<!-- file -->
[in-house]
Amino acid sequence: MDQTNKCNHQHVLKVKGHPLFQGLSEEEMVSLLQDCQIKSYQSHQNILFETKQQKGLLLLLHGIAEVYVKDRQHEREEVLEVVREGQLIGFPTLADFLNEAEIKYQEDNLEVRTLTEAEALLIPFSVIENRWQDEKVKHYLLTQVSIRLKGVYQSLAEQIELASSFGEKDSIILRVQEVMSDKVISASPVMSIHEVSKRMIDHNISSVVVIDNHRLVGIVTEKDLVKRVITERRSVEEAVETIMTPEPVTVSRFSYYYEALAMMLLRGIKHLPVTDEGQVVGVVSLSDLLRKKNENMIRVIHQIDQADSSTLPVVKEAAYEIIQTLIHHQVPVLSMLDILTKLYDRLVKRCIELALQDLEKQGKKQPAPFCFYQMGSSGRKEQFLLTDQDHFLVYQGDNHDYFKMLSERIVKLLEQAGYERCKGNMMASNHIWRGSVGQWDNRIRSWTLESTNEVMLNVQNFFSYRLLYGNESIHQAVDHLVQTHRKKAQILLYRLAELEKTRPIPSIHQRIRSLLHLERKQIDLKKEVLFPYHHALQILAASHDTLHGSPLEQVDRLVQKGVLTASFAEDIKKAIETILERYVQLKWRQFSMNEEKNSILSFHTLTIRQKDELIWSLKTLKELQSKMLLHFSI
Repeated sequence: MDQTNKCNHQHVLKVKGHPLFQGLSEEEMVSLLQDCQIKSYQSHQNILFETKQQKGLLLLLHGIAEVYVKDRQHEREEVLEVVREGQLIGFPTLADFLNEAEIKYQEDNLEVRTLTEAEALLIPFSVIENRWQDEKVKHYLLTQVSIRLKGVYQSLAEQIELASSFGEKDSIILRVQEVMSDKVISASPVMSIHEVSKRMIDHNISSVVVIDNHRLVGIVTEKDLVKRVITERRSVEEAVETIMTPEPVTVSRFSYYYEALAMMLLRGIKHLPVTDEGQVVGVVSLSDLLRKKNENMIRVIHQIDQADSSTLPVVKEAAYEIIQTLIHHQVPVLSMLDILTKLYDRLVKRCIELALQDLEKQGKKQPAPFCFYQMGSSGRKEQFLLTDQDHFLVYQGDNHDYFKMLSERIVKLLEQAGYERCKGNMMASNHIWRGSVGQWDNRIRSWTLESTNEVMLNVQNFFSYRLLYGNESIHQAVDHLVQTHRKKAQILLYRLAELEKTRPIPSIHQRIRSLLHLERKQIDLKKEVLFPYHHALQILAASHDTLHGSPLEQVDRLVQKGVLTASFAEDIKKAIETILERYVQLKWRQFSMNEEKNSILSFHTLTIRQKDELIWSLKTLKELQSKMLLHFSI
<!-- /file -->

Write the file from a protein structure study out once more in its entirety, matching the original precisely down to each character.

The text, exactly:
[in-house]
Amino acid sequence: MDQTNKCNHQHVLKVKGHPLFQGLSEEEMVSLLQDCQIKSYQSHQNILFETKQQKGLLLLLHGIAEVYVKDRQHEREEVLEVVREGQLIGFPTLADFLNEAEIKYQEDNLEVRTLTEAEALLIPFSVIENRWQDEKVKHYLLTQVSIRLKGVYQSLAEQIELASSFGEKDSIILRVQEVMSDKVISASPVMSIHEVSKRMIDHNISSVVVIDNHRLVGIVTEKDLVKRVITERRSVEEAVETIMTPEPVTVSRFSYYYEALAMMLLRGIKHLPVTDEGQVVGVVSLSDLLRKKNENMIRVIHQIDQADSSTLPVVKEAAYEIIQTLIHHQVPVLSMLDILTKLYDRLVKRCIELALQDLEKQGKKQPAPFCFYQMGSSGRKEQFLLTDQDHFLVYQGDNHDYFKMLSERIVKLLEQAGYERCKGNMMASNHIWRGSVGQWDNRIRSWTLESTNEVMLNVQNFFSYRLLYGNESIHQAVDHLVQTHRKKAQILLYRLAELEKTRPIPSIHQRIRSLLHLERKQIDLKKEVLFPYHHALQILAASHDTLHGSPLEQVDRLVQKGVLTASFAEDIKKAIETILERYVQLKWRQFSMNEEKNSILSFHTLTIRQKDELIWSLKTLKELQSKMLLHFSI
Repeated sequence: MDQTNKCNHQHVLKVKGHPLFQGLSEEEMVSLLQDCQIKSYQSHQNILFETKQQKGLLLLLHGIAEVYVKDRQHEREEVLEVVREGQLIGFPTLADFLNEAEIKYQEDNLEVRTLTEAEALLIPFSVIENRWQDEKVKHYLLTQVSIRLKGVYQSLAEQIELASSFGEKDSIILRVQEVMSDKVISASPVMSIHEVSKRMIDHNISSVVVIDNHRLVGIVTEKDLVKRVITERRSVEEAVETIMTPEPVTVSRFSYYYEALAMMLLRGIKHLPVTDEGQVVGVVSLSDLLRKKNENMIRVIHQIDQADSSTLPVVKEAAYEIIQTLIHHQVPVLSMLDILTKLYDRLVKRCIELALQDLEKQGKKQPAPFCFYQMGSSGRKEQFLLTDQDHFLVYQGDNHDYFKMLSERIVKLLEQAGYERCKGNMMASNHIWRGSVGQWDNRIRSWTLESTNEVMLNVQNFFSYRLLYGNESIHQAVDHLVQTHRKKAQILLYRLAELEKTRPIPSIHQRIRSLLHLERKQIDLKKEVLFPYHHALQILAASHDTLHGSPLEQVDRLVQKGVLTASFAEDIKKAIETILERYVQLKWRQFSMNEEKNSILSFHTLTIRQKDELIWSLKTLKELQSKMLLHFSI